Model E (pipette shape) showed a stress concentration at the labial and lingual portion in the neck of the pipette-shaped root apex (Figures 6 and 7, respectively).

When intrusive experimental force was applied, a maximum stress value was observed at the cervical area in models A, B, and C, the bent root apex in model D, and the neck of the root apex in model E (Figure 6), while for lingual force, the maximum stress value was at the middle of the root in models A, B, and C, the bent root apex in model D, and the neck of the root apex in model E (Figure 7).

Discussion

In this study, experimental orthodontic force was applied to five FEMs with various root shapes and their stress distribution on the root was evaluated. The forces were applied to the surface, assuming a bracket base, in an intrusive or lingual direction, which are normally used in clinical practice.

When intrusive orthodontic force was applied (Figure 6), for all models (A–E), a higher stress level was observed at the labial than at the lingual surface of the root. This finding could be explained by labial crown torque that would be generated when applying an intrusive force.

For model A, which had a normal root shape, when intrusive and lingual forces were applied, no significant stress concentration was observed at the root apex (Figures 6 and 7).

In model B (short root), significant stress was concentrated at the middle of the root. This finding is related to the alteration of the crown-root ratio. A decrease in the ratio of the root to the crown is thought to enhance loading on the root, resulting in significant stress. Taithongchai et al. (1996) and Thongudomporn and Freer (1998) reported that roots with a short apex enhanced root resorption, which supports the findings of the present study.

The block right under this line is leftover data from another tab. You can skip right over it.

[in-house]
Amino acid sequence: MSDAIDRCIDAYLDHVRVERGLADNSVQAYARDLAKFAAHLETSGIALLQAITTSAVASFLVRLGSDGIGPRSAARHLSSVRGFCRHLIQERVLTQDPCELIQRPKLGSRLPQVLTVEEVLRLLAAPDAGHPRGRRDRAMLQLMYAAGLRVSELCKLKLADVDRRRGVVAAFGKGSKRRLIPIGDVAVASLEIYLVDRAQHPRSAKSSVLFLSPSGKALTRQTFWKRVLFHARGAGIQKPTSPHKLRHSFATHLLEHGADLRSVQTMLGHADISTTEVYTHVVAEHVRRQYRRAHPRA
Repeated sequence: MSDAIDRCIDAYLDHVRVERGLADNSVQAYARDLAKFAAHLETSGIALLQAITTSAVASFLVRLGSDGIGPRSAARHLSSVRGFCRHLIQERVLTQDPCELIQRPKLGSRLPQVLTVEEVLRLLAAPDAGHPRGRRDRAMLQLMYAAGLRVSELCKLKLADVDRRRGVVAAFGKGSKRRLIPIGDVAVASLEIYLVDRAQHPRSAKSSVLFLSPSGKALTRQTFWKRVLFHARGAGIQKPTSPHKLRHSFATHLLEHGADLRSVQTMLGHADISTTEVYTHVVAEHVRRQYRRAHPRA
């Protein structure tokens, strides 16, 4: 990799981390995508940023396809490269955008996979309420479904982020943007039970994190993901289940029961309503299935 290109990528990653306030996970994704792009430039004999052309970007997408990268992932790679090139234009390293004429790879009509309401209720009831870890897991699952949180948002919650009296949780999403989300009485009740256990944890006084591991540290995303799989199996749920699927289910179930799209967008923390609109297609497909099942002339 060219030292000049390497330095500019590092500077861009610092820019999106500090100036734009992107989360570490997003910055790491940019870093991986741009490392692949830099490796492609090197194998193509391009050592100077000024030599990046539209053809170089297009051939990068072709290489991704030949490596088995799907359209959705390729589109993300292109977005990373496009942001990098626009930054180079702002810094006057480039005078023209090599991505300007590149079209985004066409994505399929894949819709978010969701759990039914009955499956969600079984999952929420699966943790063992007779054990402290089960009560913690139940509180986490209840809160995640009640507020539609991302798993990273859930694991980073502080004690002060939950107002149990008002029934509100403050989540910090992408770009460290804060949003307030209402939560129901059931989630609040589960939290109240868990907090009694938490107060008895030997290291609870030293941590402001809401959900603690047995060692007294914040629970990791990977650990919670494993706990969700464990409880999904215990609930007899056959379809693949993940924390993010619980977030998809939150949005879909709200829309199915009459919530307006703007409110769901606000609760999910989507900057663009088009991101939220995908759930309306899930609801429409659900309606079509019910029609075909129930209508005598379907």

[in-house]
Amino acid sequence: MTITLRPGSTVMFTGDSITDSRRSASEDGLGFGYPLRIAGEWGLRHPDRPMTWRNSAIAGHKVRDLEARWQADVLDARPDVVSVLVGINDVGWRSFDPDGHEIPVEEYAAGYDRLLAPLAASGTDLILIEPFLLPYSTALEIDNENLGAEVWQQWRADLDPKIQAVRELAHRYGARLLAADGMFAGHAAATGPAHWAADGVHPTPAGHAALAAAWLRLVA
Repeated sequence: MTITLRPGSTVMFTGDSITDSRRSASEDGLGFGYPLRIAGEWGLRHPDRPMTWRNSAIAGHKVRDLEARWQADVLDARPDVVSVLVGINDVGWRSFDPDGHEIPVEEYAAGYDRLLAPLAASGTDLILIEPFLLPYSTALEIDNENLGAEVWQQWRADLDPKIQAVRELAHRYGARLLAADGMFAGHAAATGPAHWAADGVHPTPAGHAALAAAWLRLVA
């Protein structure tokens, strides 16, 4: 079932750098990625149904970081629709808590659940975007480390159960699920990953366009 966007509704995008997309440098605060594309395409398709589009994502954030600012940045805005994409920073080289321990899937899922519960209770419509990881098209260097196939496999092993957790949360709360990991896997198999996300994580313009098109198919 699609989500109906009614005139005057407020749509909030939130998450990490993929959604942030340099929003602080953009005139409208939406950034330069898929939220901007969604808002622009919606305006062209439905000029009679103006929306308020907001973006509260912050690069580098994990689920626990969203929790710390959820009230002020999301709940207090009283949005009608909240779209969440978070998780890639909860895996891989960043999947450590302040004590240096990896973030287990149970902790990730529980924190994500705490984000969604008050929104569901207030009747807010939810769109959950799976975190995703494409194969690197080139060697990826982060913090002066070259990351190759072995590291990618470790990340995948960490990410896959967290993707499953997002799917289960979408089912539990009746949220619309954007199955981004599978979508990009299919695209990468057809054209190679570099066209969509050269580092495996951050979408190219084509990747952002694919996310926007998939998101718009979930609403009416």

Model C (blunt-shaped root) showed no significant stress concentration at the root. The stress level at the root apex was lower than that of model A. The biomechanical burden on the root apex is likely to decrease in blunt-shaped compared with angular-shaped roots. This finding is contrary to the results of Levander and Malmgren (1988) and Thongudomporn and Freer (1998). They reported, in their radiographic studies, that blunt-shaped roots frequently showed root resorption compared with normal roots. The reason for this difference may be related to genetic or other predispositions. Newman (1975) reported that a congenital blunt-shaped root results from physical defects and genetic factors during the root formation stage.